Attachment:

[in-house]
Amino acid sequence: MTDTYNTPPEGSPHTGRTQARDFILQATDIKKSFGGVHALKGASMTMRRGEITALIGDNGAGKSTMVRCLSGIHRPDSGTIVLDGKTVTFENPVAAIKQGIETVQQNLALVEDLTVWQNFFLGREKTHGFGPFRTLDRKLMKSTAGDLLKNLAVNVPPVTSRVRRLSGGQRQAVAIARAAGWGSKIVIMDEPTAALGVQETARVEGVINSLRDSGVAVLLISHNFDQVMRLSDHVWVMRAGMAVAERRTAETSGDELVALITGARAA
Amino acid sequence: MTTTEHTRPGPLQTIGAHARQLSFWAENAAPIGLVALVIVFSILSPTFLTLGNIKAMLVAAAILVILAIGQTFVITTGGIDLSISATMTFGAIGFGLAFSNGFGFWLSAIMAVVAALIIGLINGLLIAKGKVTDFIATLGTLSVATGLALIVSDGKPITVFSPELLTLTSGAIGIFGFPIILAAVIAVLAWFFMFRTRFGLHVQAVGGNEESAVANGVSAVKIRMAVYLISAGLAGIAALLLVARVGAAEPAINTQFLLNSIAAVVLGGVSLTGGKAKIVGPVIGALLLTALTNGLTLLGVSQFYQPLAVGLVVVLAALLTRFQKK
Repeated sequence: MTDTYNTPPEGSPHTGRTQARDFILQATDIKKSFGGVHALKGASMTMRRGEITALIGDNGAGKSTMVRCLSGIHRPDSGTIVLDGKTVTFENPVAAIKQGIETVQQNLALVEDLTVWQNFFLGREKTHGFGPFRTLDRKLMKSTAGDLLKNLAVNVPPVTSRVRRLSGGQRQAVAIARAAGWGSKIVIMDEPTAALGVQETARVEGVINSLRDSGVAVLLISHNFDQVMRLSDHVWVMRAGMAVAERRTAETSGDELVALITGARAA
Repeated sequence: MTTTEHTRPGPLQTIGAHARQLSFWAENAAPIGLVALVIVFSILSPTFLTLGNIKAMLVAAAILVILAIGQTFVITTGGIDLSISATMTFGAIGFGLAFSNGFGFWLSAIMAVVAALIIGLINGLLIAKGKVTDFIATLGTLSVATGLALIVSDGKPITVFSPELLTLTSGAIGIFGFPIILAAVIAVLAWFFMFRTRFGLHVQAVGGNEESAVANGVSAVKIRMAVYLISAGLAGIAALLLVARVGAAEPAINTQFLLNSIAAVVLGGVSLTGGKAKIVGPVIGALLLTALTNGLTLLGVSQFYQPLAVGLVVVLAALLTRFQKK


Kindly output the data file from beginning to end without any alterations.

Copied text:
[in-house]
Amino acid sequence: MTDTYNTPPEGSPHTGRTQARDFILQATDIKKSFGGVHALKGASMTMRRGEITALIGDNGAGKSTMVRCLSGIHRPDSGTIVLDGKTVTFENPVAAIKQGIETVQQNLALVEDLTVWQNFFLGREKTHGFGPFRTLDRKLMKSTAGDLLKNLAVNVPPVTSRVRRLSGGQRQAVAIARAAGWGSKIVIMDEPTAALGVQETARVEGVINSLRDSGVAVLLISHNFDQVMRLSDHVWVMRAGMAVAERRTAETSGDELVALITGARAA
Amino acid sequence: MTTTEHTRPGPLQTIGAHARQLSFWAENAAPIGLVALVIVFSILSPTFLTLGNIKAMLVAAAILVILAIGQTFVITTGGIDLSISATMTFGAIGFGLAFSNGFGFWLSAIMAVVAALIIGLINGLLIAKGKVTDFIATLGTLSVATGLALIVSDGKPITVFSPELLTLTSGAIGIFGFPIILAAVIAVLAWFFMFRTRFGLHVQAVGGNEESAVANGVSAVKIRMAVYLISAGLAGIAALLLVARVGAAEPAINTQFLLNSIAAVVLGGVSLTGGKAKIVGPVIGALLLTALTNGLTLLGVSQFYQPLAVGLVVVLAALLTRFQKK
Repeated sequence: MTDTYNTPPEGSPHTGRTQARDFILQATDIKKSFGGVHALKGASMTMRRGEITALIGDNGAGKSTMVRCLSGIHRPDSGTIVLDGKTVTFENPVAAIKQGIETVQQNLALVEDLTVWQNFFLGREKTHGFGPFRTLDRKLMKSTAGDLLKNLAVNVPPVTSRVRRLSGGQRQAVAIARAAGWGSKIVIMDEPTAALGVQETARVEGVINSLRDSGVAVLLISHNFDQVMRLSDHVWVMRAGMAVAERRTAETSGDELVALITGARAA
Repeated sequence: MTTTEHTRPGPLQTIGAHARQLSFWAENAAPIGLVALVIVFSILSPTFLTLGNIKAMLVAAAILVILAIGQTFVITTGGIDLSISATMTFGAIGFGLAFSNGFGFWLSAIMAVVAALIIGLINGLLIAKGKVTDFIATLGTLSVATGLALIVSDGKPITVFSPELLTLTSGAIGIFGFPIILAAVIAVLAWFFMFRTRFGLHVQAVGGNEESAVANGVSAVKIRMAVYLISAGLAGIAALLLVARVGAAEPAINTQFLLNSIAAVVLGGVSLTGGKAKIVGPVIGALLLTALTNGLTLLGVSQFYQPLAVGLVVVLAALLTRFQKK